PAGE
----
When camp opened, I figured the only competition along the Seahawks offensive line was at left guard.
I was wrong. Mike Iupati has a stranglehold on that job, and it’s his to lose. That’s especially true now that Phil Haynes has some sort of injury and missed practice on Tuesday.
Instead, the best position battle is at center. I incorrectly assumed that B.J. Finney, given he signed a two-year, $8 million deal and the team cut Justin Britt shortly thereafter, would be a lock to start there.
I didn’t expect Ethan Pocic’s name to be so prominent this summer. Even on Monday, when Carroll sung Pocic’s praises, I took that as a vote of confidence for the backup job. But Carroll doubled down on Tuesday saying that it’s anybody’s game at center, and the coach included Kyle Fuller in that conversation.
“It’s going to be a wide-open competition,” Carroll said. “We’re going to let those guys go. We’ll try to settle this sooner than later for the continuity purposes. The center spot is rotating right now as the starter.”
What we saw at practice on Tuesday backs up Carroll’s quotes. Pocic earned every first-team rep. There’s no way he’d be getting those snaps if he wasn’t truly a contender to start there. Without OTAs or minicamps in the offseason, every training camp practice is absolutely vital to building chemistry along the offensive line, especially when you consider that 60% of it will be brand new.
“He played everything in college, but mostly at center – where I thought he looked the best,” Carroll said of Pocic on Monday. “He had a fantastic offseason. He’s as primed as he’s been. He’s had a couple good days to get us started. The competition is on.”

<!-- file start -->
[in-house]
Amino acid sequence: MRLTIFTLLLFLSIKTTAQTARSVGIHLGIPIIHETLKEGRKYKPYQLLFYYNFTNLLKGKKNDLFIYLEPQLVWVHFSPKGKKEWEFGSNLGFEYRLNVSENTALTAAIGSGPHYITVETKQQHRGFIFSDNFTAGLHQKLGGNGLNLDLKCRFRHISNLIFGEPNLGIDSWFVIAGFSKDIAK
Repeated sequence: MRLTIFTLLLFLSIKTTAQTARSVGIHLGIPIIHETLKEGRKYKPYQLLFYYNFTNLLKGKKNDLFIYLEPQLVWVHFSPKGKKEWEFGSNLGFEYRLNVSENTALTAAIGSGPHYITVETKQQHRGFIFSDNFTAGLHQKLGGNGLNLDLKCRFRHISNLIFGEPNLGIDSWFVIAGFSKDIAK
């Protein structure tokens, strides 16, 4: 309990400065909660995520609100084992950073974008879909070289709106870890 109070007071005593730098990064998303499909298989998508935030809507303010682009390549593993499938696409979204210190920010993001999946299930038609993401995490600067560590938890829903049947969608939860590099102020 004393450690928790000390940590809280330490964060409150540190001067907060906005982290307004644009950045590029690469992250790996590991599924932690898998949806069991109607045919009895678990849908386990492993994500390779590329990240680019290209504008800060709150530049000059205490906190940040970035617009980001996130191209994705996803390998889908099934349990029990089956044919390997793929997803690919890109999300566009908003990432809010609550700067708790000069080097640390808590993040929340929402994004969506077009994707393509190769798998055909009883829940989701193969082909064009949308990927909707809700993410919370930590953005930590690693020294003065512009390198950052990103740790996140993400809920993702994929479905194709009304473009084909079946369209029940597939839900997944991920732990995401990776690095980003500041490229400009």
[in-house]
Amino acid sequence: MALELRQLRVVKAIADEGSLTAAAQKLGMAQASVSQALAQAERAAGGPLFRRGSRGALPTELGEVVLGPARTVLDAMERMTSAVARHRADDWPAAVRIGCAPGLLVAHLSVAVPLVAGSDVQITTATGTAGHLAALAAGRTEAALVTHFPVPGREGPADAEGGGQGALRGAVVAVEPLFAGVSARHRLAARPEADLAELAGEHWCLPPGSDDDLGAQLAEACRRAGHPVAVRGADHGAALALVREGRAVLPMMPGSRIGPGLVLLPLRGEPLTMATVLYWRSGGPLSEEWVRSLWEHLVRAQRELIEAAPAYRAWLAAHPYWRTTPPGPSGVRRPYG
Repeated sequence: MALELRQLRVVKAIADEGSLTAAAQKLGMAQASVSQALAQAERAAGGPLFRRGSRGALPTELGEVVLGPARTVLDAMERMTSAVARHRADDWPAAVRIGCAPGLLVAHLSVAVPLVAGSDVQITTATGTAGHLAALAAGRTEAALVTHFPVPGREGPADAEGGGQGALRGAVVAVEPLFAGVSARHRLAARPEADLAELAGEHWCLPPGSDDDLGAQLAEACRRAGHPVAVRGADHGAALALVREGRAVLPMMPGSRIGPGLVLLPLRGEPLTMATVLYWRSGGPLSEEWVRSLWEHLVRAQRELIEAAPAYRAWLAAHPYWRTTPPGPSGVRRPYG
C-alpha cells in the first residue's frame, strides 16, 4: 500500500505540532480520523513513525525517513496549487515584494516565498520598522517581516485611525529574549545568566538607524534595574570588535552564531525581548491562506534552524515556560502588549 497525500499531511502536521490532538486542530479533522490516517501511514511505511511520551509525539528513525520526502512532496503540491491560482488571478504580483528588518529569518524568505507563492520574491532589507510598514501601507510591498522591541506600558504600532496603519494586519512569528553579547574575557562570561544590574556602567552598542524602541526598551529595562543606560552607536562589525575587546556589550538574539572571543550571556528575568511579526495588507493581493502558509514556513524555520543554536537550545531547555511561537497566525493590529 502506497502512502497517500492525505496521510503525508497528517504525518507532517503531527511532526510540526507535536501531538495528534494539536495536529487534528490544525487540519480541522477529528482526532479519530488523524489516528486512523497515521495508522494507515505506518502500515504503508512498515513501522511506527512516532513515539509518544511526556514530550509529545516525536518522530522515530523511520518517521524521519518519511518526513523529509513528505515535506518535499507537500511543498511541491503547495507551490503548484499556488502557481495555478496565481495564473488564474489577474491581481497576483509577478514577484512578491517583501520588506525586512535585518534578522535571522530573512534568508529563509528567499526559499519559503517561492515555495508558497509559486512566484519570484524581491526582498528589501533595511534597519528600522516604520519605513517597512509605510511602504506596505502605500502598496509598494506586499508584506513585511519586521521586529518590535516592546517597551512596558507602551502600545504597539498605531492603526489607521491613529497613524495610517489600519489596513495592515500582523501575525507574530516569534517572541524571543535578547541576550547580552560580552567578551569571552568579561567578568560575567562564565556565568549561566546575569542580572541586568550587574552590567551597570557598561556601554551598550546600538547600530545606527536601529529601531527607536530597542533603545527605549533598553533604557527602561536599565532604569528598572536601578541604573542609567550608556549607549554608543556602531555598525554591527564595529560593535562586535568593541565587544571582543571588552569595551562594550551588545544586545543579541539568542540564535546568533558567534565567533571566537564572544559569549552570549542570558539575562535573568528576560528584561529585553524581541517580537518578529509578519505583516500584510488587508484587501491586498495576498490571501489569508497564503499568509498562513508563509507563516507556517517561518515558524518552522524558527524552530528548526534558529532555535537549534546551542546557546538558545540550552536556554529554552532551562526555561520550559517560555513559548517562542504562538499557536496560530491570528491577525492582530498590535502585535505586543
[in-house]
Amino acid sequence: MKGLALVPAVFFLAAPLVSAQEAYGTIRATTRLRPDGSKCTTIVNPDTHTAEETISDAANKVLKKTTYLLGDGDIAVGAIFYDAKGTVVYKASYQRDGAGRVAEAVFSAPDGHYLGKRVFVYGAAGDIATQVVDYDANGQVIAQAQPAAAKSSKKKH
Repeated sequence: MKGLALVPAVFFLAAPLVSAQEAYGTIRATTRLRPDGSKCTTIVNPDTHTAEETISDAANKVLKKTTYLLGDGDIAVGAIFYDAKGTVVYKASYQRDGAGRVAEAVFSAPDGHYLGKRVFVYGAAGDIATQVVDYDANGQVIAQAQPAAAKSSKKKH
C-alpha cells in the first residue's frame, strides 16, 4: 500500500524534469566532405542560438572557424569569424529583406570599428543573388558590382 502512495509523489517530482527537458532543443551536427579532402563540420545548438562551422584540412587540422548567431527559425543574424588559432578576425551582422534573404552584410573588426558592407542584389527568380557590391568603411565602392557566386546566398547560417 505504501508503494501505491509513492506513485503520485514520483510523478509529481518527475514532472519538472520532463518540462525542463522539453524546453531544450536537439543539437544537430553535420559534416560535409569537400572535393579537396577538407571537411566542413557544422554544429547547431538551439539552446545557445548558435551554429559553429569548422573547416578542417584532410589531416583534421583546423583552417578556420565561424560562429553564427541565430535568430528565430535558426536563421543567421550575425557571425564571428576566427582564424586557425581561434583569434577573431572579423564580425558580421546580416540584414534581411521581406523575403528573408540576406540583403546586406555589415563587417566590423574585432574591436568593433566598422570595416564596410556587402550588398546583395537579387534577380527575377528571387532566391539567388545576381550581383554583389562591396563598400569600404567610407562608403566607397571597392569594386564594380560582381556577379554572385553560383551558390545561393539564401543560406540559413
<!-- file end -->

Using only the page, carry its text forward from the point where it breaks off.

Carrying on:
Health has been Pocic’s biggest bugaboo since being taken in the second-round of the 2017 NFL Draft. In 2019, it was a neck issue that limited him to just four games. He also bounced around between guard and center. That won’t happen anymore as he’s found a permanent home at center.
It will be interesting to see if Russell Wilson has any say on who will be snapping him the ball in 2020. If he’s unable to build quick chemistry with Finney, he may pine for Pocic.
If I had to guess, I’d still say that Finney ends up being Seattle’s Week 1 starting center against the Falcons. However, whoever wins the competition could have a short leash, meaning it’s possible that we see both players sat some point this season.
There are a few ways of looking at this: a) camp is only one week old, and it’s too soon to come to any conclusions, or, b) the regular season is only 3.5 weeks away, and Seattle doesn’t have the benefit of time to let this competition linger for too long.
Make sure you keep tabs on this situation regardless of which lens you choose.